4. Test thermal performance with Sun simulation
    The thermal performance will be monitored by temperature sensors attached at a number of positions on the DSA and by temperature map measurements of the Sun-exposed surface of the deployed sunshield using an infrared camera.

During the TB/TV test the solar illumination will be simulated at different intensity levels with special lamps generating up to 1400 Wm-2 (just over 1 solar constant).  The collimated light beam from these lamps is horizontal so the sunshield will be deployed from horizontal to vertical position while inside the LSS. A mask in the form of a large foil shield, with a window exactly matching the shape of the deployed DSA, stands in front of the opening where the collimated beam enters the main chamber. This mask allows light to impinge directly only onto the Sun side of the DSA and blocks light that would otherwise pass the DSA and reflect inside the vacuum chamber back onto the shadow side of the DSA. Weightlessness conditions will be simulated using the zero-g kit.

Above: Two views of the Gaia QM sunshield during the dry run deployment inside the LSS on 17 July. Credit: ESA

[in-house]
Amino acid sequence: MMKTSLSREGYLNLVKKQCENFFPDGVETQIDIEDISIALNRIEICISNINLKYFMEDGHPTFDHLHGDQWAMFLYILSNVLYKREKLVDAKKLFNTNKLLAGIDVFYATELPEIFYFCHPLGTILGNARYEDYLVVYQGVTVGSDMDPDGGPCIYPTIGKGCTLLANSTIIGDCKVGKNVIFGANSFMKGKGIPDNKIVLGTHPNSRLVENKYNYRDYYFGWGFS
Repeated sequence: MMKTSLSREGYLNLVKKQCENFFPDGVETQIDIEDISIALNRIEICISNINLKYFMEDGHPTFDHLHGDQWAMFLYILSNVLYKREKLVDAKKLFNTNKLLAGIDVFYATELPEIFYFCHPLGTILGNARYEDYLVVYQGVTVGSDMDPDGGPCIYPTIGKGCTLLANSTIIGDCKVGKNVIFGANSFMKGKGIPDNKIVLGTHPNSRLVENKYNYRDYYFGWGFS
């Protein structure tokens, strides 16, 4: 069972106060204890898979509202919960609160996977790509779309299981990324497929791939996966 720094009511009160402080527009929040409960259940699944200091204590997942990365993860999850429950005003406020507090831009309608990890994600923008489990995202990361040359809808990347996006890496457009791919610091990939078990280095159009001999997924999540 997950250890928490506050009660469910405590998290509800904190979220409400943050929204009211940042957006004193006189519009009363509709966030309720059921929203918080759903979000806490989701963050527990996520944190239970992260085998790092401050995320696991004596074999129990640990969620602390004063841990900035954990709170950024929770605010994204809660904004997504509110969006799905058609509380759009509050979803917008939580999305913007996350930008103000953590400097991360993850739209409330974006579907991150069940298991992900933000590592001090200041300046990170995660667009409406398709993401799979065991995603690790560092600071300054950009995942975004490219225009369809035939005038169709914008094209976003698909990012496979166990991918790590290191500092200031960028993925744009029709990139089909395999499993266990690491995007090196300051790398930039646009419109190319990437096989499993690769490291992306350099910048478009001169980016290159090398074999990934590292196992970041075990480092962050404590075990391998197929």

Left: Preparations of the set-up inside the LSS included a light-tightness check of the mask, done on 16 July, with the sunshield fully deployed. Credit: ESA

TB/TV test is underway

On 11 July the sunshield was lowered, in stowed configuration, into the LSS chamber using an overhead crane. In the remaining days leading up to TV/TB test the set-up and the sunshield were prepared inside the LSS chamber.

A dry run of the deployment inside the LSS was performed on 17 July under normal cleanroom conditions with the chamber still open. After bringing the sunshield back to its stowed configuration the chamber door was closed on 20 July, signalling the start of the TV/TB test in simulated space conditions. The test is scheduled to last until 27 July.

When the TV/TB test has been completed, the QM DSA will be removed from the LSS and moved back to the clean room where the life cycle deployment testing in ambient conditions will be completed before delivering the qualification model of the DSA to the Gaia prime contractor. Upon successful completion of this test campaign the manufacture of Gaia's flight model sunshield will commence, incorporating all results from the QM test campaign in the definitive design and assembly of the flight model DSA.

Last Update: 1 September 2019
18-Jul-2024 00:58 UT